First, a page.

The Spit Bucket is your weekly source of random thoughts, opinions and comments about the Manly Art, compiled by TSS boxing writer Diego Morilla. Follow us every week at #SBatTSS and @TSSboxingnews
Roberto Duran Jr. Begins the Long Road to Emulate his Father
With an excessive media fanfare in spite of his young 27 years, Roberto Duran Jr. (pictured) made his professional boxing debut last weekend and he was up to the task, winning by stoppage in the fourth round against the also debuting Cuban fighter Miguel Morales, in a coming out party for the son of the fabled “Manos de Piedra”, four time world champion and considered by Sports Illustrated as “the best lightweight of all time.”
Durán clearly has a big weight on his shoulders, because even though he appears to have some power and a lot of motivation, the comparisons will be many, and people will want to compare his modest talents with his father’s, considered one of the best fighters in history pound-for-pound, at every turn. So far, Duran Jr. has shown some interesting promise, but it is too early to tell just yet. As good as he may be, he is way behind schedule to reach the phenomenal heights that his legendary father reached. Right now, it is only a matter of waiting and seeing, because boxing is a long road fraught with perils of all kinds. Only at its end will we know if he was able to achieve the kind of glorious career that “Cholo” once had. – J.J. Álvarez
“Pelenchín” Caballero is Denied Community Work
The chances of former world champ Celestino “Pelenchín” Caballero getting out of jail anytime soon are slipping away. The Panamanian fighter has been in prison since March 10, 2016, after being sentenced to five years for drug trafficking. This past Tuesday, a judge in Panama denied the boxer a request for community work because the board of supervisors of the country’s penal system did not approve his application. Caballero’s defense had presented a note before the authorities of the municipality of Colon for the fighter to be employed in the city’s landscaping task force for eight hours a week. Caballero, now 41, was the WBA super bantamweight titlist in 2006 when he stopped Thailand’s Somsak Sithchatchawal in three rounds. Caballero also managed to grab the IBF belt when he stopped Canada’s Steve Molitor in four rounds back in November of 2008. He retired after losing by unanimous decision to Mexico’s Adrián “El Diamante” Estrella in October of 2014.– J.J. Álvarez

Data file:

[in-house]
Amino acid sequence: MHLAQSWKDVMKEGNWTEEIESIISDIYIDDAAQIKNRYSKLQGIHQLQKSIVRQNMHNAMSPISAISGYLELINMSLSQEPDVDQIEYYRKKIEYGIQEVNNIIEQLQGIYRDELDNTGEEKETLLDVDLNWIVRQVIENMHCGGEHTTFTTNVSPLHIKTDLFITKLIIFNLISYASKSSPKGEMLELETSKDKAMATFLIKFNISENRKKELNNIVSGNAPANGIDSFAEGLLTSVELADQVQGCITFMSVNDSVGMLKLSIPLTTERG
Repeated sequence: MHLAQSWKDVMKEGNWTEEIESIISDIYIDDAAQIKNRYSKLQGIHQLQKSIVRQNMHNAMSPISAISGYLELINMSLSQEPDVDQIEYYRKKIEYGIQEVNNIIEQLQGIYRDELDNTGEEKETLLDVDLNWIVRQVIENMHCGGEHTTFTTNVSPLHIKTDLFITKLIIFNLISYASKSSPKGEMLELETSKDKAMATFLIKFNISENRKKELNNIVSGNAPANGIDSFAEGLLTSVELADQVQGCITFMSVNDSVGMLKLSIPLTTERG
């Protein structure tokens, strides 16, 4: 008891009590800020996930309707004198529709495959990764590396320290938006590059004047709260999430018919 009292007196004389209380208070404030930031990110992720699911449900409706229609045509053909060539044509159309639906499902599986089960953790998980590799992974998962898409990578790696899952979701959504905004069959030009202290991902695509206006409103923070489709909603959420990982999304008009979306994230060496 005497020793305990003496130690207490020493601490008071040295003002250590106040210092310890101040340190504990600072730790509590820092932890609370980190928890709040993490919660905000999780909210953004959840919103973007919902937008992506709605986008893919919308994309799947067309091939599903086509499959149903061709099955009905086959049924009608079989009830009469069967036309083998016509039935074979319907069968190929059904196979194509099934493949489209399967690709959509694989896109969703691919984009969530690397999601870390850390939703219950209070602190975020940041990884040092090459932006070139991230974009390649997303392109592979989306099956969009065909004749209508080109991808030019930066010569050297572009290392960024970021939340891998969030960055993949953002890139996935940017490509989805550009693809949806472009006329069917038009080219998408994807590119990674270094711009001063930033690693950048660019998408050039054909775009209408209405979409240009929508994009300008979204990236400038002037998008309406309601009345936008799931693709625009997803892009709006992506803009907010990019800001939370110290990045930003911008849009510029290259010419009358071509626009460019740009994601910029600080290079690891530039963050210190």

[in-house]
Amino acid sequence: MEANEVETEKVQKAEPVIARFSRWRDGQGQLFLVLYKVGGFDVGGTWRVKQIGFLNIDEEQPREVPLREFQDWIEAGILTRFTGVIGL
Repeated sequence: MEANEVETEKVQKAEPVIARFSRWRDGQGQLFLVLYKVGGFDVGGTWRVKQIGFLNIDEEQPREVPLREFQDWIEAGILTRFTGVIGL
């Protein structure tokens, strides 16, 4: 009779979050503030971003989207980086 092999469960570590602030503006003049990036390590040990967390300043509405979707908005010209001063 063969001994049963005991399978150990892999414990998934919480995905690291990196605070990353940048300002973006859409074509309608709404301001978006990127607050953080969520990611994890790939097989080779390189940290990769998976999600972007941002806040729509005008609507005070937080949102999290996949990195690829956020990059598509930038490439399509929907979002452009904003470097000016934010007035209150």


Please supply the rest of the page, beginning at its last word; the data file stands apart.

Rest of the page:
Ismael Salas: Between a Rock and a Hard Place
It can be said that Cuba’s Ismael Salas is the father (in boxing terms, obviously) of Jorge “Golden Boy” Linares, because he joined the fighter’s career when it was pretty much in shambles and even the fighter himself was pondering the chance of calling it a career after suffering back-to-back stoppage losses to Antonio “Tony” DeMarco and Sergio “Yeyo” Thompson, in 2011 and 2012, respectively. With his knowledge and experience, Salas fueled Linares’ return to the top, and the Venezuelan can now boast a 13-win streak and the WBA 135-pound title belt. But Salas has a big problem ahead, because a match has been made between Linares and Ukraine’s Vasyl “Hi-Tech” Lomachenko, who is moving up in weight from super featherweight, and Salas had already signed a contract with former heavyweight titlist David “Hayemaker” Haye, who will be facing Tony Bellew in a rematch that will take place seven days before the impending Loma-Linares bout.
Acknowledged as one of the best Cuban coaches out there, the Las Vegas-based Salas has worked with a number of world champions from all corners of the world, including Cuba’s Yuriorkis Gamboa and Rances Barthelemy, Kazakhstan’s Beibut Shumenov, and others. There are some who go as far as saying that Barthelemy’s spectacular failure against Kiryl Relikh on March 10 in San Antonio, Texas, was caused by Salas’ absence from his countryman’s corner, because Salas arrived only a few hours before the bout after spending time in England training Haye.
Time will tell whether Salas will give Linares the proper attention that he will need in what looms as the most important bout of his storied career. – J.J. Álvarez
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